Vol. 20, No. 3
Liang Qiang Ya is an interesting and talented man, very strong and perceptive in his actualization of his Tai Chi Chuan and Bagua practice. He expresses some very insightful information in the cover article that will be helpful to any practitioner, especially those who are dedicated in their study.
Initially, when Tai Chi was introduced to this country, the emphasis was almost totally on relaxation, although some of the teachers themselves were quite skilled and strong. One can certainly continue to practice Tai Chi forever in a relaxed way and still get benefits. But Tai Chi involves more than being relaxed and it is helpful that people know this even if they choose to stay on the rewarding path of relaxation only.
Liang is a strong man, but very flexible, which is the legacy of years of correct practice. He and George Xu, himself an accomplished practitioner, both feel that the use of mind and energy is the best way to bring forward internal energy for martial art use or for health. Liang is currently visiting in the San Francisco Bay area but hopefully he will return and perhaps stay.
Cai Song Fang feels that Wuji qigong is simple and easy, and it certainly would appear to be so. But something simple can also be one of the hardest things to do when it means that you are brought face to face with your own mind and emotions. He has done it for 43 years.
Usually, when people talk about martial arts, they talk about techniques and how to use them to defeat opponents. For Cai, the important thing is to develop the internal energy and inner awareness, which he feels are more important. Fong Ha, who has been practicing internal methods such as Cai's for many years, also feels that awareness is more important than technique.
Much of Ca'i teaching is discussed in Jan Diepersloot's book, Warriors of Stillness.
Zhang Fuxing, who writes about his experience in this issue, was born in 1921 in China. He describes himself as an emeritus professor from the Peoples Republic of China and an “amateur” in Tai Chi Chuan, despite the fact that he has been practicing more than 40 years. He certainly deserves our respect for his long practice and insights which he shares with us.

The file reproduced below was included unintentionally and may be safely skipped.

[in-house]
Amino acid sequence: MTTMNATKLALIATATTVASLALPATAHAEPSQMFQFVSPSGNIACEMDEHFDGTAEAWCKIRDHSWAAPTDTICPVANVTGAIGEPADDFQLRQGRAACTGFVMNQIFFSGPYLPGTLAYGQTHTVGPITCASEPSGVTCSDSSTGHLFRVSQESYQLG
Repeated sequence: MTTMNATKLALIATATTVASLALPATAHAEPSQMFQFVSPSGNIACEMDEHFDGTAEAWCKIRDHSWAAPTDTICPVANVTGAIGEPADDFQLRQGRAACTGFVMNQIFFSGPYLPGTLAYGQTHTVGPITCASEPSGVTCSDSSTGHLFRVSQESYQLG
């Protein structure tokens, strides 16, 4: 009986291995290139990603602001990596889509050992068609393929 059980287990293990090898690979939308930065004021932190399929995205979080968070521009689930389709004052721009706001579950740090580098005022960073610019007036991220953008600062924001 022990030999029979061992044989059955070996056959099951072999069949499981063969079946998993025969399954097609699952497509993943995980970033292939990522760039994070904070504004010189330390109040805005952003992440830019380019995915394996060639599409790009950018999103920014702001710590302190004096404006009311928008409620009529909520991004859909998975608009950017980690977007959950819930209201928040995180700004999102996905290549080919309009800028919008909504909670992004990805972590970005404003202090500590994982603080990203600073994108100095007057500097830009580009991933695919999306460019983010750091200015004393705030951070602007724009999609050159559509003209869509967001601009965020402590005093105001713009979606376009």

Tu-ky Lam teaches in New Zealand and shares his ideas about song, sometimes written sung. Like many of the principles of Tai Chi, it is easier to understand the idea superficially than to be able to experience and implement it.
This is a challenge for the teacher as well as the student, since it is hard to get across an idea necessarily grounded in physically feeling the way our bodies work. Sometimes it is impossible until the student has put in a certain amount of time gathering experience and energy. Experience is a nice word for making mistakes trying to find the right way to do things.
Erik Kaplan's story is one that many students in Western countries have experienced. There are limited numbers of experienced Tai Chi teachers and certainly a whole range of approaches to teaching. But you can tell from Erik's article he is not one to give up easily.
David Bannon, Ph.D., has some experience with Tai Chi, but has black belts in Hapkido and Kendo. He reveals some useful perspectives on Chinese medicine and its relationship to Taoist exercises and internal martial arts.
Dr. Robert Rosan has a theory on the addiction people have to habit, which puts them on a downward path of devolution, rather than progressing to higher levels.
The problem is similar to the concept of going through the motions, which is all too common in Tai Chi practice and life in general. This is one of the greatest problems people have because it robs them of consciousness and choice. Practice should feel alive, creative and challenging not just during push hands but also whenever you do the form or standing meditation.